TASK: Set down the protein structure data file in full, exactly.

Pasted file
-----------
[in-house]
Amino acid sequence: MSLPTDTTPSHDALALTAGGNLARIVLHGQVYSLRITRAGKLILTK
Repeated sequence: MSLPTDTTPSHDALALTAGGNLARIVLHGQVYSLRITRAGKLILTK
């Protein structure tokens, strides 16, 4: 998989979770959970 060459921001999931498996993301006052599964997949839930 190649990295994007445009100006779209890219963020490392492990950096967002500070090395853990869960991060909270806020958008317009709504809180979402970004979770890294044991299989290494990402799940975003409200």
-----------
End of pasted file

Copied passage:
[in-house]
Amino acid sequence: MSLPTDTTPSHDALALTAGGNLARIVLHGQVYSLRITRAGKLILTK
Repeated sequence: MSLPTDTTPSHDALALTAGGNLARIVLHGQVYSLRITRAGKLILTK
């Protein structure tokens, strides 16, 4: 998989979770959970 060459921001999931498996993301006052599964997949839930 190649990295994007445009100006779209890219963020490392492990950096967002500070090395853990869960991060909270806020958008317009709504809180979402970004979770890294044991299989290494990402799940975003409200």